Sights Unseen

I love exploring the world of this novel through my sketchbook. A couple reasons why. For one, it’s a great way to flesh out scenes, and specifically, details of the world that can zip through your head before you get to jot them down. Another benefit is getting to see things that will never make it into the book. Like this guy here.

Why would you create something that’s not going in the book? Seems like a waste of time. Quite the opposite for me. Even if much of what I create doesn’t make the cut, it helps give the world of the Conjurian an added sense of reality. It becomes a real living, breathing organic system. And that’s key for a fantasy book. I certainly don’t want the reader feeling as if the book is just a bunch of made up places and creatures strung together. Rather I want to give them the sensation that they have stepped through a window into a world that already was and continues to be. A rabbit’s hole made from bound pieces of paper.

Creating such an experience is the joy and torment of writing.

6 thoughts on “Sights Unseen

  1. fred charles

    We both have similar blogs. I’m using mine to chronicle my novel as well. I will add you to my blogroll.

  2. Fred Charles

    I have marginal drawing abilities, so I do very little sketching. I do, however, spend time making maps of my fantasy world. It’s a great way to just flesh things out.

  3. mesmacat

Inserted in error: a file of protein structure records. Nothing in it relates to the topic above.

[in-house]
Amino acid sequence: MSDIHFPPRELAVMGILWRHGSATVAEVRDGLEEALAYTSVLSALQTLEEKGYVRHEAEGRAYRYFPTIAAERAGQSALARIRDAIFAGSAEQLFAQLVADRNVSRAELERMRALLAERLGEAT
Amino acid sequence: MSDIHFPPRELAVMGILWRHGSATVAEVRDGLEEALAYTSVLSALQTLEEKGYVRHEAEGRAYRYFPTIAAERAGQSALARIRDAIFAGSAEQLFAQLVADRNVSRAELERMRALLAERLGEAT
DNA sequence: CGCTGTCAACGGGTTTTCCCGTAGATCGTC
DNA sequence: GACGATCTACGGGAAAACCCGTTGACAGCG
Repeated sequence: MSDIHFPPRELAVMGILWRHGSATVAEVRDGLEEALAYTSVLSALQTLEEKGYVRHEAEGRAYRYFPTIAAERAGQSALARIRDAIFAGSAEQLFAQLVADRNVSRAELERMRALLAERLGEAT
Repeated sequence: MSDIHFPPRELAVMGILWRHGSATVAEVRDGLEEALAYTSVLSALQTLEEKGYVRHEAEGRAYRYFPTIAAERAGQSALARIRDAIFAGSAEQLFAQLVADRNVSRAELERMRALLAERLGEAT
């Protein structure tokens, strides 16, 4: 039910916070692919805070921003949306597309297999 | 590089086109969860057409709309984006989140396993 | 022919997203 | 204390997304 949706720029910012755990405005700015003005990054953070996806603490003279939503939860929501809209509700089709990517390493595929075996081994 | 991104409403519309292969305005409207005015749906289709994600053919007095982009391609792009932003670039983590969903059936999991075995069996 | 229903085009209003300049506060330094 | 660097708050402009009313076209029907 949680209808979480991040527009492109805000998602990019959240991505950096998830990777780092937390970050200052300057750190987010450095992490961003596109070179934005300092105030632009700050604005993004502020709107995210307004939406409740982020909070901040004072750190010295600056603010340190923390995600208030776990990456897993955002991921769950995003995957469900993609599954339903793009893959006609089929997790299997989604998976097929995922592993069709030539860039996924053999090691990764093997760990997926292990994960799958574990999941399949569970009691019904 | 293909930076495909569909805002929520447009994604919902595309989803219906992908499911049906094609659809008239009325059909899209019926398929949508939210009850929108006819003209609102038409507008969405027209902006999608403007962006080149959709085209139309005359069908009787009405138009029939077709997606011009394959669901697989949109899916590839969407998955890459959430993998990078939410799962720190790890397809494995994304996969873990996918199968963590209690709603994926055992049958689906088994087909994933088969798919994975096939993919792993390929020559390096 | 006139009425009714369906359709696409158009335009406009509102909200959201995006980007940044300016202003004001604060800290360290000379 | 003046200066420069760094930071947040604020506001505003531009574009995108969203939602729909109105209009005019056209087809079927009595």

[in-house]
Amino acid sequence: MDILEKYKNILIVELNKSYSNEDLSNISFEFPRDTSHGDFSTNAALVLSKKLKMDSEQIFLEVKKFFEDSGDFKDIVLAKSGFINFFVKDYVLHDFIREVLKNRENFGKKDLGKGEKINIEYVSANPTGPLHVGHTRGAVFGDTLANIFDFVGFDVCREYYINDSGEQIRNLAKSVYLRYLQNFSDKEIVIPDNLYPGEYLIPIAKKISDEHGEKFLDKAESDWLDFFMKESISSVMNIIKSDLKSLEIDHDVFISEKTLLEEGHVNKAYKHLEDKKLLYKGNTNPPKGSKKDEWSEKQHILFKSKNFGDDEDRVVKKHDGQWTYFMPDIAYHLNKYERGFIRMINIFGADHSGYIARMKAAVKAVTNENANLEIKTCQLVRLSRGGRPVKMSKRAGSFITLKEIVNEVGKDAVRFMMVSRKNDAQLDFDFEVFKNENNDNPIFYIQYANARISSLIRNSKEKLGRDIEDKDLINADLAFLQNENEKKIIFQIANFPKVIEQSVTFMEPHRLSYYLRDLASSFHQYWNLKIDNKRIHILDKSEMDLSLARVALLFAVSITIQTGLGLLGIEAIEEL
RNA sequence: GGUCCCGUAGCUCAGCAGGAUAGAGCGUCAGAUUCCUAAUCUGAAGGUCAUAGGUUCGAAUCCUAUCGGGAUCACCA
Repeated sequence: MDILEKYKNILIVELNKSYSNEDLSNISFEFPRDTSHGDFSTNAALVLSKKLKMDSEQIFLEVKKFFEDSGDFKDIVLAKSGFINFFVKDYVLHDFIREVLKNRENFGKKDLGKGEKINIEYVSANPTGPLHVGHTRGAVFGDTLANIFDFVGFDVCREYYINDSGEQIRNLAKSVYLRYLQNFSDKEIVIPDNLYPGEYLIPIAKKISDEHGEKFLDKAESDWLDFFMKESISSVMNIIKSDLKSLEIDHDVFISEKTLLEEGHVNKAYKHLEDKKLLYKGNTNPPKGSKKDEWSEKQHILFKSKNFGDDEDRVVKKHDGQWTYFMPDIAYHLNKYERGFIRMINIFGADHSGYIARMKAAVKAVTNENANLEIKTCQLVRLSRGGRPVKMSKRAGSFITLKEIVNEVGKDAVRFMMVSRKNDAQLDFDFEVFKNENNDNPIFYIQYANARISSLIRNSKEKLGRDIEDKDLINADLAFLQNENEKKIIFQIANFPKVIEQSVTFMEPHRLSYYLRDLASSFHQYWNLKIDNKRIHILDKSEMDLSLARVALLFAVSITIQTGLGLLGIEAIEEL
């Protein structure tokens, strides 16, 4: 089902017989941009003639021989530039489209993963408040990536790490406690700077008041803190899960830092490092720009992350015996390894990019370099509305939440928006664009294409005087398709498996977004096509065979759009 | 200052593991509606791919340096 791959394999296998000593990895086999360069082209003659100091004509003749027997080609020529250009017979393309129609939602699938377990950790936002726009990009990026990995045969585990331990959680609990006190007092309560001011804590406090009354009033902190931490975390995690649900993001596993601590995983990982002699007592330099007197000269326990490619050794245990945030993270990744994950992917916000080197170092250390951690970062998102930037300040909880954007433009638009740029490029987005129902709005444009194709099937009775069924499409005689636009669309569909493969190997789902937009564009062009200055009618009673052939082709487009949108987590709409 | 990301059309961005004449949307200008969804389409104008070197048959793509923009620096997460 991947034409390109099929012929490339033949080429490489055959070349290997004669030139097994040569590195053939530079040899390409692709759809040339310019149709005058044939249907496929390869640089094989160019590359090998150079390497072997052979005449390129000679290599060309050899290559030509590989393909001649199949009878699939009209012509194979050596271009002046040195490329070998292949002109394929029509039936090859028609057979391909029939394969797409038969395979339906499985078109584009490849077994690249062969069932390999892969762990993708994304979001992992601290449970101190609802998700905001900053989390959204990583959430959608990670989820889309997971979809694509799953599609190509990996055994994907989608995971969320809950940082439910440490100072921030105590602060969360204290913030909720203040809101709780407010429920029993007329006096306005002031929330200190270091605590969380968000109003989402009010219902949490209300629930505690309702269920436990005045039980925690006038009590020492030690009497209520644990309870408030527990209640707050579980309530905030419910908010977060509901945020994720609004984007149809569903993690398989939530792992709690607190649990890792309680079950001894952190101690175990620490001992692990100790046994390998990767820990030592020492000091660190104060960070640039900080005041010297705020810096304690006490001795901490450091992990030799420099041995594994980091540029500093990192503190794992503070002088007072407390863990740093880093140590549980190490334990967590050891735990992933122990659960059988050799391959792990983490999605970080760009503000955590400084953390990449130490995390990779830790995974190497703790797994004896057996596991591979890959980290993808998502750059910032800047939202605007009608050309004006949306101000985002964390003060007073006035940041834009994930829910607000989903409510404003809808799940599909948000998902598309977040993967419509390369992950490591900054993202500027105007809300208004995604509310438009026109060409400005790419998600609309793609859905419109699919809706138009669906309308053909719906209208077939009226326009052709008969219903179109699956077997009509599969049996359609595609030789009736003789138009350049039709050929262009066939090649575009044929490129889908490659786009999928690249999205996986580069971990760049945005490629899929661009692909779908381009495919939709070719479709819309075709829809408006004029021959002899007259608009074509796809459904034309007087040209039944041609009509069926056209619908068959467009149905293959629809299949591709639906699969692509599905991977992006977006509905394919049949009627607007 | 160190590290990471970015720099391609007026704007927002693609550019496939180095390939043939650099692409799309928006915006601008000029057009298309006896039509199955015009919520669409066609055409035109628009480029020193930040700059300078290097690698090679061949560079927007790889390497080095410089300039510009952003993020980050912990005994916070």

The idea of creating things not specifically used in the novel is not a strange to me, or probably to many or most novelists.

    The rule of thumb seems to be that in order to create a rich and varied and convincing world, you need to create way more than you will ever see in the final product. Perhaps this is a product of evolution, where the best ideas out of many will wriggle and fight their way into the final text. But perhaps it is just because there is something more in a piece that only shows the snowy peak of the iceberg above the water line, but holds and has far more below the surface.

    I honest believe, after many years of writing novels, that good novels show the work not seen between the lines somehow within the lines.

    I think it may be a case of the confidence that comes from knowing there is more, but choosing what is key to expressing your vision, or perhaps it is just the feeling of a mass of imagination and love for the work, and the many hours the author has put into it, that subtlely, quite beyond reason, transmits through the finished piece, like a secret you want to know, but can never quite hold.

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